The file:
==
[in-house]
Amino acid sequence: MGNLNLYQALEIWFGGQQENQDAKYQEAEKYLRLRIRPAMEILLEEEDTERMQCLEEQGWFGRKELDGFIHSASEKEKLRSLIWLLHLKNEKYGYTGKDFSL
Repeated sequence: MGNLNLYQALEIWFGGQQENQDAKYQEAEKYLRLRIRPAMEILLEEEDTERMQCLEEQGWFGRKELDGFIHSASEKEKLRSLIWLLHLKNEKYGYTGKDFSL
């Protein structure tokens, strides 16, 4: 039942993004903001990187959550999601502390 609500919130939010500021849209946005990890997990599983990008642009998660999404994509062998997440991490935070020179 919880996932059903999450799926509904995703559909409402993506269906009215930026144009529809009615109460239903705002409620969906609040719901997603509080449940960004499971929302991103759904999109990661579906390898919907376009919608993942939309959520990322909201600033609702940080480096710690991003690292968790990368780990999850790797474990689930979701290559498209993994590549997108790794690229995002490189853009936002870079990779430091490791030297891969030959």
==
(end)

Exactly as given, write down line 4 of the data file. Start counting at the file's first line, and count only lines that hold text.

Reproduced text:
């Protein structure tokens, strides 16, 4: 039942993004903001990187959550999601502390 609500919130939010500021849209946005990890997990599983990008642009998660999404994509062998997440991490935070020179 919880996932059903999450799926509904995703559909409402993506269906009215930026144009529809009615109460239903705002409620969906609040719901997603509080449940960004499971929302991103759904999109990661579906390898919907376009919608993942939309959520990322909201600033609702940080480096710690991003690292968790990368780990999850790797474990689930979701290559498209993994590549997108790794690229995002490189853009936002870079990779430091490791030297891969030959």